Although it’s rare to see drawings displayed in paintings before the 17th century, there are visual clues as to how paper could be appended to walls. For smaller sheets of paper, dabs of red sealing wax, as in this portrait by Hans Holbein the Younger, anchor paper to wall.
For larger pieces of paper, such as maps, the paper would be affixed to a linen backing and then both hung and weighted with a rod, as in this Vermeer painting in Amsterdam.
The map in Vermeer’s painting was made from a few sheets of paper joined together. Paper molds were never longer than arm’s length and so for large projects many sheets would be fastened together.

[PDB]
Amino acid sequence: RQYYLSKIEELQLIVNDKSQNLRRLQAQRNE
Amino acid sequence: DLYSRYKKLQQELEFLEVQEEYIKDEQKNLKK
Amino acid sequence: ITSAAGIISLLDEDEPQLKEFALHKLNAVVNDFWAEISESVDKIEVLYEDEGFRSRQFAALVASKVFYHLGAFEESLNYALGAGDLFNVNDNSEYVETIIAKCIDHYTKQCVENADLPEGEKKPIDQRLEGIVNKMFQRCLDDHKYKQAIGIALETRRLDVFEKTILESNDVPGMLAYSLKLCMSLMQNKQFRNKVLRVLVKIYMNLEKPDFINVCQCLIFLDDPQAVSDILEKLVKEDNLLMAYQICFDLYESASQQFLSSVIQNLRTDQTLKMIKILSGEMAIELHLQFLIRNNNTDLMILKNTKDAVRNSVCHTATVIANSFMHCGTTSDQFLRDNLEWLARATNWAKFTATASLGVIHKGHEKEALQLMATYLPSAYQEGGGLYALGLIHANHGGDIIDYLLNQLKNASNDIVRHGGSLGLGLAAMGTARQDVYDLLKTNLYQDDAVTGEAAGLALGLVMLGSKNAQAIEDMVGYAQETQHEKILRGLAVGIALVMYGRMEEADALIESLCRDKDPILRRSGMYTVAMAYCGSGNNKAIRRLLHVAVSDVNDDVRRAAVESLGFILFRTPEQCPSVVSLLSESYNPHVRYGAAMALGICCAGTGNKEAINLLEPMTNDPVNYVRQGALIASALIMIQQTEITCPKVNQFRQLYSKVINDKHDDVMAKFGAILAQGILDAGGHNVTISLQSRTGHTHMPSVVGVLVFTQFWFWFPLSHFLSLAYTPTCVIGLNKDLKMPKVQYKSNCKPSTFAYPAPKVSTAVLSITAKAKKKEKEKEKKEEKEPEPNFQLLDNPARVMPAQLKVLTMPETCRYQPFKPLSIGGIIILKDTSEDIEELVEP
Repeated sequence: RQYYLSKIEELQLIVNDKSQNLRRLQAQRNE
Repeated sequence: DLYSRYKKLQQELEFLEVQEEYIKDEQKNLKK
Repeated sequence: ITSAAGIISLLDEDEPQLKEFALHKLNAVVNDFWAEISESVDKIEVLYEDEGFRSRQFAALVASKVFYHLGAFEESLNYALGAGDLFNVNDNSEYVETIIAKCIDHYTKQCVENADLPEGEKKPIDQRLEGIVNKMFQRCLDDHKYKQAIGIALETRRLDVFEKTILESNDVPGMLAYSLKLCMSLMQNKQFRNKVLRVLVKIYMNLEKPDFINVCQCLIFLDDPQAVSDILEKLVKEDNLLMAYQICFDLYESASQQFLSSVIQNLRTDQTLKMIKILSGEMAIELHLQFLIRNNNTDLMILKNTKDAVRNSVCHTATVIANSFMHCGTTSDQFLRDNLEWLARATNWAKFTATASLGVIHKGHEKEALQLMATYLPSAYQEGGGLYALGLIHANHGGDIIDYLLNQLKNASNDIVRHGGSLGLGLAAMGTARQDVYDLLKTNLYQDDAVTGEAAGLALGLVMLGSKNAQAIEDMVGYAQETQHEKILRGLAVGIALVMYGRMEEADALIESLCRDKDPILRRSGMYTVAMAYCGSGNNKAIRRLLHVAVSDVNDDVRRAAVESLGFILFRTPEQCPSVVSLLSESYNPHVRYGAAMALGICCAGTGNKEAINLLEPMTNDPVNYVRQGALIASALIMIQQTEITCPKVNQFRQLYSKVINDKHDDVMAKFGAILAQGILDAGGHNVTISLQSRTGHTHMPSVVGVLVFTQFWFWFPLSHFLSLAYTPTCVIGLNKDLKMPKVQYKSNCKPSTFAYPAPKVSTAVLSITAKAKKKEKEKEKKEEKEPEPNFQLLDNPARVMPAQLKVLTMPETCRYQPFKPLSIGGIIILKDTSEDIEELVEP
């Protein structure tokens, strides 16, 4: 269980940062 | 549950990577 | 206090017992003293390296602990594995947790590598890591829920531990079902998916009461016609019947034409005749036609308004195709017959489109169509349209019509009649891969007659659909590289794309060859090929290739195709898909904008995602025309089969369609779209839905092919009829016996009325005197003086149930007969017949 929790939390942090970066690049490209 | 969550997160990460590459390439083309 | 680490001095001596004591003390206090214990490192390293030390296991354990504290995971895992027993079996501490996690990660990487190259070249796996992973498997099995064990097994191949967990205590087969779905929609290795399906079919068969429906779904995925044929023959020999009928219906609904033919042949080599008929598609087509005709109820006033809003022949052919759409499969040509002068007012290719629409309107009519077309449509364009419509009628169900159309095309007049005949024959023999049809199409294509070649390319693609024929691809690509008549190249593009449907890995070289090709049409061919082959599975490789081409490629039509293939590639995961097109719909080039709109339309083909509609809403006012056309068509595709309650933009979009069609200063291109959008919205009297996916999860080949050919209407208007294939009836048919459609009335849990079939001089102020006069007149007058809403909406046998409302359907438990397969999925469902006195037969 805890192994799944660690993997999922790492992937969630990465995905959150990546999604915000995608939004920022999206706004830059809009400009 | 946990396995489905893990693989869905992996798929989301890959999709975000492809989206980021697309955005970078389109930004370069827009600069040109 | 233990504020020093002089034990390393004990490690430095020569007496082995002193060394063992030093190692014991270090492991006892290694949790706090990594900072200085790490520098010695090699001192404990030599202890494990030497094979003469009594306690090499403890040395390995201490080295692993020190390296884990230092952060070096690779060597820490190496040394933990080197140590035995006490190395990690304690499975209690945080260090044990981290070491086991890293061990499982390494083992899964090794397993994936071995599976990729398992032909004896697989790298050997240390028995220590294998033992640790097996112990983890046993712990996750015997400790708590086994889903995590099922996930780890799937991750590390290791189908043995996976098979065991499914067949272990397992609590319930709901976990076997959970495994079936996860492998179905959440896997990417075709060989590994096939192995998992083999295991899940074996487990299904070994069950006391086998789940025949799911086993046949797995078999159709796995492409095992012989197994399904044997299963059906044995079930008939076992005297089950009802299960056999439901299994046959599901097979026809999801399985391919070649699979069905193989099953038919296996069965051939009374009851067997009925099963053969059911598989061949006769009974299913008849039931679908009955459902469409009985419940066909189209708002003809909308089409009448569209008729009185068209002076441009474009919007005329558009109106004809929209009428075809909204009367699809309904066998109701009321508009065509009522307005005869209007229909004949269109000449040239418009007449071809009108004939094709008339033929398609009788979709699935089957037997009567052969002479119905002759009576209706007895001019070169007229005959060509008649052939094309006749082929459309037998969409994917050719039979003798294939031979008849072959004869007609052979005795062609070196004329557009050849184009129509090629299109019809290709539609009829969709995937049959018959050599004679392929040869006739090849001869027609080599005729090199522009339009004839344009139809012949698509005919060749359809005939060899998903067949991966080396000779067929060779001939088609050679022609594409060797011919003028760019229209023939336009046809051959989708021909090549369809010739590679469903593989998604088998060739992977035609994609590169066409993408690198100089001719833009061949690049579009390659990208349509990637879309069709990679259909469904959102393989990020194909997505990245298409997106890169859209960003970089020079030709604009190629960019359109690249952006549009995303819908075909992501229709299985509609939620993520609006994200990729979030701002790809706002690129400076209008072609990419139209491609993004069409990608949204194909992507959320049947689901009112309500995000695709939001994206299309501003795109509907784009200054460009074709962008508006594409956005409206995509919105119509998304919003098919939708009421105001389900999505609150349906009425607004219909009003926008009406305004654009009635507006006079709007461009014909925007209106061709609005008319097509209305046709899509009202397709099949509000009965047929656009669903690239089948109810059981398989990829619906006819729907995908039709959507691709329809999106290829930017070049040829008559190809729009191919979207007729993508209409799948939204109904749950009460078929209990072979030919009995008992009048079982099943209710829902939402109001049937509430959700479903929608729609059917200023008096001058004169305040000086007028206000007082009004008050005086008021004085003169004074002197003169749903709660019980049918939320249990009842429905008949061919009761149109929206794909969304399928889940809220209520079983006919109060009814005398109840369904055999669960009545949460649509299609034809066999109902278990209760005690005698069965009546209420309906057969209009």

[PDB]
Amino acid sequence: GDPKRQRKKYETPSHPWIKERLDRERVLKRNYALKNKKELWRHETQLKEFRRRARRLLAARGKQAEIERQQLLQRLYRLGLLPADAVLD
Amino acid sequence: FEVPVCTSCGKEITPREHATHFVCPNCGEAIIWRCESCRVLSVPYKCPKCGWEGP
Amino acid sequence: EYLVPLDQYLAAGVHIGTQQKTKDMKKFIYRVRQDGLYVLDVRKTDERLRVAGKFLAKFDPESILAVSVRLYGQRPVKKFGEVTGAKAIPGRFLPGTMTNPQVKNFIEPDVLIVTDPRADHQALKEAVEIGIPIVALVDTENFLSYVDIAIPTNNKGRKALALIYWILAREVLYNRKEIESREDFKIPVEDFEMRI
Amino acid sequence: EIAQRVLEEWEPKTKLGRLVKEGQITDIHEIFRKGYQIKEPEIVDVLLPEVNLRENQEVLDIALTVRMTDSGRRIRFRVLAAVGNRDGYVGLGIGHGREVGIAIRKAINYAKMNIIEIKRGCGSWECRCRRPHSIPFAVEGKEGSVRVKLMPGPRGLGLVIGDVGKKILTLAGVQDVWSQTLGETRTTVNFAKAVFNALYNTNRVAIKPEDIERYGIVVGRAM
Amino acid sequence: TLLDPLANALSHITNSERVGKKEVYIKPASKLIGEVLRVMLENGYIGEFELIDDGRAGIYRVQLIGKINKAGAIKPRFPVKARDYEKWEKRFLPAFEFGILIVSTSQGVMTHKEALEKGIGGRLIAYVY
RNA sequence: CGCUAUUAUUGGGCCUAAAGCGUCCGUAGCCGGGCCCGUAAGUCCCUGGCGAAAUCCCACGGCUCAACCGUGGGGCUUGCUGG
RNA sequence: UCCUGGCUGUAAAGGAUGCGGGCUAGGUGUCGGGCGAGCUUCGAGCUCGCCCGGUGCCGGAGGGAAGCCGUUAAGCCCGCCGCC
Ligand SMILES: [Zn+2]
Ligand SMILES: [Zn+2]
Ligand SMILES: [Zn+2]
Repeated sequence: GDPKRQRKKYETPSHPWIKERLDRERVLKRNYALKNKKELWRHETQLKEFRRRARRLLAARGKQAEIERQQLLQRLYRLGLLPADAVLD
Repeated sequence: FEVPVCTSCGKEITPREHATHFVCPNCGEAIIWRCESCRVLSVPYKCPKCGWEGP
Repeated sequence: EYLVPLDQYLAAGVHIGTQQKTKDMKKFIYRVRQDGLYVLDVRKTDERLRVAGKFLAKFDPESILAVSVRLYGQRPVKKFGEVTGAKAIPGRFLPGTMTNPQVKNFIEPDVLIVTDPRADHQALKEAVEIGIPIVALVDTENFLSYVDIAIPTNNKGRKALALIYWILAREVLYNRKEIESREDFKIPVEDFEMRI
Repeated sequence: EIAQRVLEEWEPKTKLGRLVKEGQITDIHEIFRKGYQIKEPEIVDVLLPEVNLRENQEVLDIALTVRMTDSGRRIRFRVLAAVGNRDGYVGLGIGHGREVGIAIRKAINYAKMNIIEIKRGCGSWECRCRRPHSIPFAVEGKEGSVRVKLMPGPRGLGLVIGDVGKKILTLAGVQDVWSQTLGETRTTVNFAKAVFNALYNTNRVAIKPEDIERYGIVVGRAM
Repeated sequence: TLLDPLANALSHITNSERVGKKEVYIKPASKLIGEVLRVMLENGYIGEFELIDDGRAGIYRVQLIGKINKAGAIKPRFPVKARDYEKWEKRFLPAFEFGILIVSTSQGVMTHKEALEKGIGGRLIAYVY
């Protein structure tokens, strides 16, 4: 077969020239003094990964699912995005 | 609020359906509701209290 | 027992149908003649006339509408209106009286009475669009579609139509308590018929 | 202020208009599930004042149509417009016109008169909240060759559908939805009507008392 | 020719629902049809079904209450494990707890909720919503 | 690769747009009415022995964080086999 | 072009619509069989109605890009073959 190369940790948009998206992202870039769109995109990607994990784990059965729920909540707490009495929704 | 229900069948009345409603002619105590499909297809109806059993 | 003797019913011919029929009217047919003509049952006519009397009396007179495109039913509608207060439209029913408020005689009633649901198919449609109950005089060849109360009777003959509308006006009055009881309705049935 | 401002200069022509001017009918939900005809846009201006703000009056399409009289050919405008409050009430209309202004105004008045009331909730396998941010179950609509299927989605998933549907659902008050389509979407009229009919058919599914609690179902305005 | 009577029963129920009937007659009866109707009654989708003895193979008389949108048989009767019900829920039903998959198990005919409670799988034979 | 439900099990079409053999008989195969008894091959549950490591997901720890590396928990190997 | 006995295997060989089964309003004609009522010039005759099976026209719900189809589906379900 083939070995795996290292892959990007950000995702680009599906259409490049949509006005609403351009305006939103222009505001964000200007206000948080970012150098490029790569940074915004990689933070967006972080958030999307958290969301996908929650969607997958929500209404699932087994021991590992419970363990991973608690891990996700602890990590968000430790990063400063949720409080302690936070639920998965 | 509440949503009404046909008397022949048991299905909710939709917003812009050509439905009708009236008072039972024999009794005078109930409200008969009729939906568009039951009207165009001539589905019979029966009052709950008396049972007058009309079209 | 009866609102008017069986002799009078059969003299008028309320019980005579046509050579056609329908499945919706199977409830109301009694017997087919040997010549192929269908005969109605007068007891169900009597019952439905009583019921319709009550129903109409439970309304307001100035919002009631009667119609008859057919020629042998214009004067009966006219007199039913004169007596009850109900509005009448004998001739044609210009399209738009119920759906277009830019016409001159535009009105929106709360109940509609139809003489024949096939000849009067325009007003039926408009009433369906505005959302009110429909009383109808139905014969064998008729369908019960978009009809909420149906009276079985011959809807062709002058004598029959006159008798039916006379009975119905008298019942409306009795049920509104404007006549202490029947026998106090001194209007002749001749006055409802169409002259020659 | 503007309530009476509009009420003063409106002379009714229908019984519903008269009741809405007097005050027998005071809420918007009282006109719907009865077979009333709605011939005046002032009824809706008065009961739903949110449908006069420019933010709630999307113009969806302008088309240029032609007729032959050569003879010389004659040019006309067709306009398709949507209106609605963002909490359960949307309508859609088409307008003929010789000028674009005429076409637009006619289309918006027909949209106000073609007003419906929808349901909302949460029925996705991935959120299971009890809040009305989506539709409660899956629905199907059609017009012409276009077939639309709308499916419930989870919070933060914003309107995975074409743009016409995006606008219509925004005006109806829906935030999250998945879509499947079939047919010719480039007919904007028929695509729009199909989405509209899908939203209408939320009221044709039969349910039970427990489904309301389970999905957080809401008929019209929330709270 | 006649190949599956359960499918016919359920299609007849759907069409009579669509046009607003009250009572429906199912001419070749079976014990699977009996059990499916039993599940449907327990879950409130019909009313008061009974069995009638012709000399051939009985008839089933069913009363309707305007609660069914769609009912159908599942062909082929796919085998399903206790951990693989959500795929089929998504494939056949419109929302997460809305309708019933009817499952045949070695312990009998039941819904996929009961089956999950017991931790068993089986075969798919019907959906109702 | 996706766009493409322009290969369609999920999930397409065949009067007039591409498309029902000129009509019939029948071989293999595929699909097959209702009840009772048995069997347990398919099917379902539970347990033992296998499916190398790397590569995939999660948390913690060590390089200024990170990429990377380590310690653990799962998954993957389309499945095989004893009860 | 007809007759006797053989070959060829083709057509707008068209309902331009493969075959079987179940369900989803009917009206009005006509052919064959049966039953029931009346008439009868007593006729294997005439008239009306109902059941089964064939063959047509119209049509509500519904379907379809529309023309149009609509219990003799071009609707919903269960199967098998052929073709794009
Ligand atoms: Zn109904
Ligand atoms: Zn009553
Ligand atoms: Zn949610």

I just visited the Museo Horne in Florence and saw this 1590 woodcut by Andrea Andreani based on a Domenico Beccafumi design. The woodcut is made up of eight sheets and is framed, but not matted. It appears to be varnished and the frame has no glazing. I haven’t found out when this was framed, but this type of framing, treating the woodcut as if it were a painting, dates back to the early 16th century, when Jacopo de’ Barbari, Dürer, and Titian introduced giant multiple sheet woodcuts.